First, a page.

Superdrug launches campaign to fight tampon tax

10 February 2016

superdrug Superdrug are kicking off a campaign to try and get rid of the 5% luxury tax on tampons and the like. For the time being, customers will get loyalty points from the retailer every time they buy Superdrug's own-brand liners and tampons.

If they were serious about getting rid of the tax, you would have thought that this reimbursement would've applied to all sanitary products, but there you go.

Basically, Superdrug are saying that this scheme is acting as a payback for the compulsory tax, provided you buy their own-brand products.

Head of customer service, Gemma Mason, said: "It’s not like women choose to have periods. Britain is so far behind on this compared to some other countries."

"I think when you look at what other products are classed as tax-free it’s actually scary to think sanitary products aren’t classed as such. Ask any person, be they a woman or a man, and it is unlikely they would consider bleeding for a week every month a luxurious event."

Nice idea from Superdrug, but maybe they could commit a little harder to it, so other supermarkets might join in, and then maybe, together, you could go to the government about it?

TOPICS:   High Street News


  • Albi
    "It’s not like women choose to have periods. Britain is so far behind on this compared to some other countries.”" ...except every other country in the EU.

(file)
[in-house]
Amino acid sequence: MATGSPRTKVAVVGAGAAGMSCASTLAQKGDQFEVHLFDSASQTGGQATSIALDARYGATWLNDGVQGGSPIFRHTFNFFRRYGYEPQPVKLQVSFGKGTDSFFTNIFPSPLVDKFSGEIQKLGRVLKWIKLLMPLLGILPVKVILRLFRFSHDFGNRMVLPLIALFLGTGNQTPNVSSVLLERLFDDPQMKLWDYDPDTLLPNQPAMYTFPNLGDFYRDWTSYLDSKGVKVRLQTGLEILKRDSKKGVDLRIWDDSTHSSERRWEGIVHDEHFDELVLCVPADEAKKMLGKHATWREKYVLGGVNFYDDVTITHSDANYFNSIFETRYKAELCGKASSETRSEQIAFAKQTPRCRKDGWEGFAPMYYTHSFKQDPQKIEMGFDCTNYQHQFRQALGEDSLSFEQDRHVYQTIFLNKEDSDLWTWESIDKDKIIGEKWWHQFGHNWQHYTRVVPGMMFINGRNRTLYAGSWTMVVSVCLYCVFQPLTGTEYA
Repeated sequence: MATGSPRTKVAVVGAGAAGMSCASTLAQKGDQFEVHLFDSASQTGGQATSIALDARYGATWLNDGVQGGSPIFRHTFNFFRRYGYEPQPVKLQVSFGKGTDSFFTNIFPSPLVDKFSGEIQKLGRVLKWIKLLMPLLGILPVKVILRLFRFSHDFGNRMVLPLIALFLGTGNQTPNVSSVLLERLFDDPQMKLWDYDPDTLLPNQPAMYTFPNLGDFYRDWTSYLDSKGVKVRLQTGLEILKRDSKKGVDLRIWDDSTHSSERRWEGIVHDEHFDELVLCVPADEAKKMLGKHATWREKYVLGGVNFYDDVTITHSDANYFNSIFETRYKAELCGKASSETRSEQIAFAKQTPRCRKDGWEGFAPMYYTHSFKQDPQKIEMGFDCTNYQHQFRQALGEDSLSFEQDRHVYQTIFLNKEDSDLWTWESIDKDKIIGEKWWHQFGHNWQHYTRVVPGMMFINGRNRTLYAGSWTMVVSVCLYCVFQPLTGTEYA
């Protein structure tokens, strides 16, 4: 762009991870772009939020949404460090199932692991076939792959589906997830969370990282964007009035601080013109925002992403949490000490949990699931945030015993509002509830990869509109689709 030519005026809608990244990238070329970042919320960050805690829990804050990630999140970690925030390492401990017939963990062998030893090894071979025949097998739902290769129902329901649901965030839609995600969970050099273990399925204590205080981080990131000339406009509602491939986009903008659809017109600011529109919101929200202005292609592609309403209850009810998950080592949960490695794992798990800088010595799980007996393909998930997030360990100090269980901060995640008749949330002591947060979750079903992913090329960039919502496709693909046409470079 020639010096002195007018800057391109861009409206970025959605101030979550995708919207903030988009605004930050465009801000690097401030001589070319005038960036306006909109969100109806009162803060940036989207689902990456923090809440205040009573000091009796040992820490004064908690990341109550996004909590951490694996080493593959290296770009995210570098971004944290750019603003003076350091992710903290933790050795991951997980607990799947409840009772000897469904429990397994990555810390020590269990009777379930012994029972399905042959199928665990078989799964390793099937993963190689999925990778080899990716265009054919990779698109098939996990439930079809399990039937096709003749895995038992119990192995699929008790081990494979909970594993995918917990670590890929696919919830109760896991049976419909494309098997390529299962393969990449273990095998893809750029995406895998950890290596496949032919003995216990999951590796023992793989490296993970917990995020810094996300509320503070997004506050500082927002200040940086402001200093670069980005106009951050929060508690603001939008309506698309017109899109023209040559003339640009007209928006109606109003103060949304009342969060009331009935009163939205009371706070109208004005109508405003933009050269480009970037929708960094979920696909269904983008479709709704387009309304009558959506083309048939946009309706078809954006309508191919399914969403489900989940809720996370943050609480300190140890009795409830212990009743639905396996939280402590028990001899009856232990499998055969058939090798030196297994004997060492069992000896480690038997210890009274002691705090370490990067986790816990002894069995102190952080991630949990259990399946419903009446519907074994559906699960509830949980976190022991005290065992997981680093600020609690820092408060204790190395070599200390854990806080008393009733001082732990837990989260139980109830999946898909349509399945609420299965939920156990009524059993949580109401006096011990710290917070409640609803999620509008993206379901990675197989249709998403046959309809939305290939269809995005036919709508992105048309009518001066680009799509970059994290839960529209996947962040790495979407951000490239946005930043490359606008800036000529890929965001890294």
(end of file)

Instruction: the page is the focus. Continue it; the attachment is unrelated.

• Euan
    Oh for goodness' sake, didn't we go over this enough times already? It's not a luxury tax, it's VAT, which is on nigh-everything in the EU. They're currently taxed at 5% which is the lowest rate allowed by EU rules (while the UK does have zero rates on some foods, children's clothes, etc, those are categories which were grandfathered in when we joined, and we're not allowed to add more). The government's already discussing with other EU governments about the possibility of exempting sanitary products, though that needs unanimity so may take a while. In the meantime the government can't legally tax them any less.
  • Euan
    Ah, and now I notice the bit where it's own-brand products only. So this is in fact what we call "cheap advertising".
  • James D.
    What Euan said, plus in the autumn statement the government said that whilst they legally have to collect it he's going to give it to women's charities.

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